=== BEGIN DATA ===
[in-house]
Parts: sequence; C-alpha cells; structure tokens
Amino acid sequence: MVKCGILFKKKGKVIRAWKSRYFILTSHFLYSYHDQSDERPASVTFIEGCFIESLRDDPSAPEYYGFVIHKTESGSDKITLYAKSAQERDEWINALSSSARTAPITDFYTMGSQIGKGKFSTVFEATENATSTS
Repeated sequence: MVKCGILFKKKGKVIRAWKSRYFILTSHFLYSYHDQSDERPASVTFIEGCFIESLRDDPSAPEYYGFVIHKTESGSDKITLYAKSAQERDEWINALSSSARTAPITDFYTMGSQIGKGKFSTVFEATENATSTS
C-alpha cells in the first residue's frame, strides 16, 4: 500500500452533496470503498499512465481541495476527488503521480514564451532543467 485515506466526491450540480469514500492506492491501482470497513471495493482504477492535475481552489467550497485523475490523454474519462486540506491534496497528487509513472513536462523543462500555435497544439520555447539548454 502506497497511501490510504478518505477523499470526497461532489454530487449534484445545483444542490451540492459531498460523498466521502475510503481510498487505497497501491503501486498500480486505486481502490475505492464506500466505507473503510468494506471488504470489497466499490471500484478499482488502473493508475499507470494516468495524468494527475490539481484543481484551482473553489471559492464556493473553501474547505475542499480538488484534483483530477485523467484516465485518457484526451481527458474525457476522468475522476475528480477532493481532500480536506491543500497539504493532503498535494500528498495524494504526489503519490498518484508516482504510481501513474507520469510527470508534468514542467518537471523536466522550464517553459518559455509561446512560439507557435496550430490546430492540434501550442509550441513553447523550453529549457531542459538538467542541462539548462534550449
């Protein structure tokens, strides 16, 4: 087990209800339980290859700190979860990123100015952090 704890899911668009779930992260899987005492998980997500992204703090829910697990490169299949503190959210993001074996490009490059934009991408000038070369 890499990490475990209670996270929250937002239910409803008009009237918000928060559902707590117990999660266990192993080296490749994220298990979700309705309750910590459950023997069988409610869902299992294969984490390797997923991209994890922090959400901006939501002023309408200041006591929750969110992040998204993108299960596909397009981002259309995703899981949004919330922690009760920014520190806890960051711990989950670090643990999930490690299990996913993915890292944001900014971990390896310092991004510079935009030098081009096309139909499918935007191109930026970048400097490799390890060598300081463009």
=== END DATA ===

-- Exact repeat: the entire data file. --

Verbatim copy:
[in-house]
Parts: sequence; C-alpha cells; structure tokens
Amino acid sequence: MVKCGILFKKKGKVIRAWKSRYFILTSHFLYSYHDQSDERPASVTFIEGCFIESLRDDPSAPEYYGFVIHKTESGSDKITLYAKSAQERDEWINALSSSARTAPITDFYTMGSQIGKGKFSTVFEATENATSTS
Repeated sequence: MVKCGILFKKKGKVIRAWKSRYFILTSHFLYSYHDQSDERPASVTFIEGCFIESLRDDPSAPEYYGFVIHKTESGSDKITLYAKSAQERDEWINALSSSARTAPITDFYTMGSQIGKGKFSTVFEATENATSTS
C-alpha cells in the first residue's frame, strides 16, 4: 500500500452533496470503498499512465481541495476527488503521480514564451532543467 485515506466526491450540480469514500492506492491501482470497513471495493482504477492535475481552489467550497485523475490523454474519462486540506491534496497528487509513472513536462523543462500555435497544439520555447539548454 502506497497511501490510504478518505477523499470526497461532489454530487449534484445545483444542490451540492459531498460523498466521502475510503481510498487505497497501491503501486498500480486505486481502490475505492464506500466505507473503510468494506471488504470489497466499490471500484478499482488502473493508475499507470494516468495524468494527475490539481484543481484551482473553489471559492464556493473553501474547505475542499480538488484534483483530477485523467484516465485518457484526451481527458474525457476522468475522476475528480477532493481532500480536506491543500497539504493532503498535494500528498495524494504526489503519490498518484508516482504510481501513474507520469510527470508534468514542467518537471523536466522550464517553459518559455509561446512560439507557435496550430490546430492540434501550442509550441513553447523550453529549457531542459538538467542541462539548462534550449
């Protein structure tokens, strides 16, 4: 087990209800339980290859700190979860990123100015952090 704890899911668009779930992260899987005492998980997500992204703090829910697990490169299949503190959210993001074996490009490059934009991408000038070369 890499990490475990209670996270929250937002239910409803008009009237918000928060559902707590117990999660266990192993080296490749994220298990979700309705309750910590459950023997069988409610869902299992294969984490390797997923991209994890922090959400901006939501002023309408200041006591929750969110992040998204993108299960596909397009981002259309995703899981949004919330922690009760920014520190806890960051711990989950670090643990999930490690299990996913993915890292944001900014971990390896310092991004510079935009030098081009096309139909499918935007191109930026970048400097490799390890060598300081463009």